The Washington PostDemocracy Dies in Darkness

The curiously Republican leaders of the supposed ‘deep state’ conspiracy against Trump

Then-Deputy FBI Director Andrew McCabe, left, and Deputy Attorney General Rod J. Rosenstein sit alongside Director of National Intelligence Daniel Coats and NSA Director Mike Rogers. (Melina Mara/The Washington Post)

Deputy Attorney General Rod J. Rosenstein is increasingly in President Trump's crosshairs, and Trump's long-standing wish to get rid of Deputy FBI Director Andrew McCabe finally came true Monday. The subject of his derision in both cases? The idea that they are both essentially Democrats.

Except they aren't, really.

But in that way, they fit a growing pattern: Almost every person who has stood atop the supposed “deep state” law-enforcement-led conspiracy against Trump just so happens to be either a Republican or tied to the same party Trump belongs to.

Rosenstein? A longtime registered Republican. Special counsel Robert S. Mueller III? He was a registered Republican when GOP President George W. Bush appointed him as FBI director, and he still was as of 2017. James B. Comey? A longtime registered Republican before testifying in 2016 that he no longer was. McCabe? As CNN reported recently, he voted in the 2016 Republican presidential primary.

McCabe's case is a little more complex. Trump grilled him when he became acting FBI director last year (after Comey's dismissal) about whom he voted for in the 2016 presidential election and about his wife's Democratic campaign for Virginia state legislature. But while McCabe voted in the 2016 GOP primary, Virginia doesn't have party registration, and he doesn't appear to have voted in other primaries in recent years. So it's theoretically possible he chose the GOP primary because he wanted to vote against Trump. Still, if he were a Democratic-leaning voter, he'd have been missing out on that party's competitive primary.

Deputy Attorney General Rod J. Rosenstein has been the target of President Trump's ire for months. Here's a look back at their history. (Video: Jenny Starrs, Monica Akhtar/The Washington Post)

The Rosenstein example, though, might be the most instructive. The Post reported last month that Trump has ranted about Rosenstein being “a Democrat” and a threat to his presidency. In a New York Times interview last summer, Trump expressed unhappiness with Rosenstein supposedly coming from heavily Democratic Baltimore. “There are very few Republicans in Baltimore, if any,” Trump said.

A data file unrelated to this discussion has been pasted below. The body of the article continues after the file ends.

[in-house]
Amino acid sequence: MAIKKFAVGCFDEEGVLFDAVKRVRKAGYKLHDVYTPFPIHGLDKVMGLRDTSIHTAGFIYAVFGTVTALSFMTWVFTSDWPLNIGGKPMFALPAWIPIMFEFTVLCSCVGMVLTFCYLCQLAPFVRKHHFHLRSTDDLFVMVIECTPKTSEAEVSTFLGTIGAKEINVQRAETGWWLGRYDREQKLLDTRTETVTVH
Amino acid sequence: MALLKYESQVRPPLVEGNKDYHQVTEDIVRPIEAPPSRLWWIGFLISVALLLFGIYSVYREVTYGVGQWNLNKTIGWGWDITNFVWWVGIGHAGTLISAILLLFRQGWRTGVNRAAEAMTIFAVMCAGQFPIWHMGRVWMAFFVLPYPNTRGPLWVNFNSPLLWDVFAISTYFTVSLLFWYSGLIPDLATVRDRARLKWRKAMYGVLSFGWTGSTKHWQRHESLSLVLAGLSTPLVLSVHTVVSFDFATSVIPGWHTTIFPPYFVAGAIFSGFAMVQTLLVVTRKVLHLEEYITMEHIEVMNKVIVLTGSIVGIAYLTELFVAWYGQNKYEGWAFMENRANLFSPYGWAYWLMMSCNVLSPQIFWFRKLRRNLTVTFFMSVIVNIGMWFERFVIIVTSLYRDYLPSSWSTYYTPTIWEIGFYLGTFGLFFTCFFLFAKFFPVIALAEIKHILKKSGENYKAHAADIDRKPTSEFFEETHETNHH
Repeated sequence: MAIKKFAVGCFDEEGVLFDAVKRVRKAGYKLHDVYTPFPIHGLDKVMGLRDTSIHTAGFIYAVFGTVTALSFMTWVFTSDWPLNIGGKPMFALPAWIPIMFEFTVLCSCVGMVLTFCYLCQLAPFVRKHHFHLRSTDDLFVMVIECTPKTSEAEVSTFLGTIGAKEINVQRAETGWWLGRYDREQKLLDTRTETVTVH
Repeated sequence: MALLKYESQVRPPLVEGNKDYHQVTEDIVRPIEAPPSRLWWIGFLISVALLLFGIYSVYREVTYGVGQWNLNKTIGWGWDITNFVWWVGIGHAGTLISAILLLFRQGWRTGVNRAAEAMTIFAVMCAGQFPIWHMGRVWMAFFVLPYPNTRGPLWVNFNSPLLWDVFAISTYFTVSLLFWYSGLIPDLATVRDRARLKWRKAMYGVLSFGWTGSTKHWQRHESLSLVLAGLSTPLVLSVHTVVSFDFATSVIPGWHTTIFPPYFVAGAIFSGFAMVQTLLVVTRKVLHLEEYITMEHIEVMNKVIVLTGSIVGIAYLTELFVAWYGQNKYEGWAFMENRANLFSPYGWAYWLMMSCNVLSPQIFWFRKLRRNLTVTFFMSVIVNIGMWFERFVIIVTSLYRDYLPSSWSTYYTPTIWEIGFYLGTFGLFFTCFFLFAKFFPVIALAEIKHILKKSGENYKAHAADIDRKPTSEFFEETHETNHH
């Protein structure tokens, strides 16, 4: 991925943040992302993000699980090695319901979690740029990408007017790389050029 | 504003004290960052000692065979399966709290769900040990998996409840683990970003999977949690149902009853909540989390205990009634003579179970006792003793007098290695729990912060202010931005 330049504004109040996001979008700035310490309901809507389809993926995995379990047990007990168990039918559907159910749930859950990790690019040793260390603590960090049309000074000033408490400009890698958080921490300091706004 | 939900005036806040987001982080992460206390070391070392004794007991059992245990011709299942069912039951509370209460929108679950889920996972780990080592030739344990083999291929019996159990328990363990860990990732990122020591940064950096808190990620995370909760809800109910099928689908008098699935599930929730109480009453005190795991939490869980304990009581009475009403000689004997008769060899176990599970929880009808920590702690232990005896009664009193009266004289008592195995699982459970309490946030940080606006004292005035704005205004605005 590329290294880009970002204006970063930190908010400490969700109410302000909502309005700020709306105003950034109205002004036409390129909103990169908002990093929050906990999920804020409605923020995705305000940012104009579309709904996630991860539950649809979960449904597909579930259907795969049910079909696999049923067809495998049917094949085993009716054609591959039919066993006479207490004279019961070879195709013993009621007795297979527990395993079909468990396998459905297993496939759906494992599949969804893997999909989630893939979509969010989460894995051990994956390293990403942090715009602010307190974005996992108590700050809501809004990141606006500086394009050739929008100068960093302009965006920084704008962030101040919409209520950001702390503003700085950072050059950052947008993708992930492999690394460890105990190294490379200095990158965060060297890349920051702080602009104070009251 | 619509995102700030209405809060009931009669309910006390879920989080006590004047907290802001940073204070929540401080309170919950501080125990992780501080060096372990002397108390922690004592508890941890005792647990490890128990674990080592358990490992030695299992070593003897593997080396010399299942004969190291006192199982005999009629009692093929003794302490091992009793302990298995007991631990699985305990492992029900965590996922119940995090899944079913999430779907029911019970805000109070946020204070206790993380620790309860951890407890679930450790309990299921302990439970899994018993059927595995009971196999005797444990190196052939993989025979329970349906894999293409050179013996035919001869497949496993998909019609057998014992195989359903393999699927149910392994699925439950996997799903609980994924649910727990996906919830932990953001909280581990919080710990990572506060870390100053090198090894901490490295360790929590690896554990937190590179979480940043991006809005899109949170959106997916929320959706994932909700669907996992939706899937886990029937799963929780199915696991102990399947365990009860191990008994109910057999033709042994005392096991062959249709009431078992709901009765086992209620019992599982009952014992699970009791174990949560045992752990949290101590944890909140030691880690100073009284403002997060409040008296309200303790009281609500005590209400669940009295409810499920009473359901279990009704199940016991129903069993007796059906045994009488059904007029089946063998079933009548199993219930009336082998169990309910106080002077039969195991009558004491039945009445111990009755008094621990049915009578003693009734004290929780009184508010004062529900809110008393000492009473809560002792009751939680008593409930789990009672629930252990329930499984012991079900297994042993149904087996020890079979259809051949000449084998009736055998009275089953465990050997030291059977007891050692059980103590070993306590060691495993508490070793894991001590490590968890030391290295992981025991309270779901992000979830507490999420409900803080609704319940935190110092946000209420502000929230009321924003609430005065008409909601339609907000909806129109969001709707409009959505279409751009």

But basically none of that is accurate. Rosenstein is originally from Pennsylvania. He did serve as an assistant U.S. attorney in Maryland, where he was selected by Bush for a U.S. Court of Appeals judgeship in 2007. But that nomination was actually blocked by Maryland's Democratic senators because they felt Rosenstein didn't have enough Maryland “roots.” And Maryland records show he's been registered as a Republican in Montgomery County since 1998.

This is also somewhat the case with Peter Strzok, the FBI agent who was demoted for writing Trump-bashing text messages. While Strzok's comments in those texts were clearly and frequently anti-Trump, he also derided Democratic politicians like Hillary Clinton, Bernie Sanders, former attorney general Eric Holder and former Maryland governor Martin O'Malley and even criticized Chelsea Clinton as “self-entitled.” He at one point mused that someone had guessed that he voted for Republican Ohio Gov. John Kasich in the 2016 presidential race. (He did not confirm whether he had, though, and the last Virginia primary in which he voted was the 2008 Democratic primary.)

None of this is to suggest that any of these men are incapable of anti-Trump bias simply because they may more closely align with the Republican Party; there are certainly plenty of Never Trump Republicans in the political establishment, and it's possible that's also the case in the law enforcement establishment.

But it is notable that the men behind this supposed deep-state conspiracy aren't obvious political foils for Trump and don't neatly fit into Trump's overly simplistic me-vs.-the Democrats dichotomy.

Alice Crites contributed to this report.